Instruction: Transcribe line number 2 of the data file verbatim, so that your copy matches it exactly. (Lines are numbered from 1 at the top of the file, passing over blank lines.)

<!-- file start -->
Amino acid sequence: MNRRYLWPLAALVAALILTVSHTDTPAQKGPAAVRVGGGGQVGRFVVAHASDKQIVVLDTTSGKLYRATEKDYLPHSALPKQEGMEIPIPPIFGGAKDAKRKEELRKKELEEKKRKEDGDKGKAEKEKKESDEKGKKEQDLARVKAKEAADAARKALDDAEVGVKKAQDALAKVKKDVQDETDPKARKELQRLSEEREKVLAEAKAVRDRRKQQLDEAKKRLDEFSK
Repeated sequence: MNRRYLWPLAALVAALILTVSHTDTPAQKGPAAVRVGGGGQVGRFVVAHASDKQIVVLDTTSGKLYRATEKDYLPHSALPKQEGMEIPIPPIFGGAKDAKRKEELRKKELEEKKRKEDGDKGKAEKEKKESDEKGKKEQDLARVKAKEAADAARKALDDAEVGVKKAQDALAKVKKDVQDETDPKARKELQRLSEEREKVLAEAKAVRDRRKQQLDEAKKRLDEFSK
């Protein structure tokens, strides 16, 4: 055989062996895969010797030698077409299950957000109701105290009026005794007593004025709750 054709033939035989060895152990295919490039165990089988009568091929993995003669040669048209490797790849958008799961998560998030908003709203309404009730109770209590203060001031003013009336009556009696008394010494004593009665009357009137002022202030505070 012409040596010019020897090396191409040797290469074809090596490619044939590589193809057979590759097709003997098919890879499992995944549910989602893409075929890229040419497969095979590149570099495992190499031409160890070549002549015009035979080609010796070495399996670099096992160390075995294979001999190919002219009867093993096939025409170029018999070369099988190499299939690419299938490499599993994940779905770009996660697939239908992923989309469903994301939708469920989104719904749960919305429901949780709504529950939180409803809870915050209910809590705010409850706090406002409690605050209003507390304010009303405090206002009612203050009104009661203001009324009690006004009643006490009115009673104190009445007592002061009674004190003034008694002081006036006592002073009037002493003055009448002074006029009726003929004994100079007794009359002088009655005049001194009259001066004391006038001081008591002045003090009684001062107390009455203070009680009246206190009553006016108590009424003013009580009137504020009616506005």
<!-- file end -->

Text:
Repeated sequence: MNRRYLWPLAALVAALILTVSHTDTPAQKGPAAVRVGGGGQVGRFVVAHASDKQIVVLDTTSGKLYRATEKDYLPHSALPKQEGMEIPIPPIFGGAKDAKRKEELRKKELEEKKRKEDGDKGKAEKEKKESDEKGKKEQDLARVKAKEAADAARKALDDAEVGVKKAQDALAKVKKDVQDETDPKARKELQRLSEEREKVLAEAKAVRDRRKQQLDEAKKRLDEFSK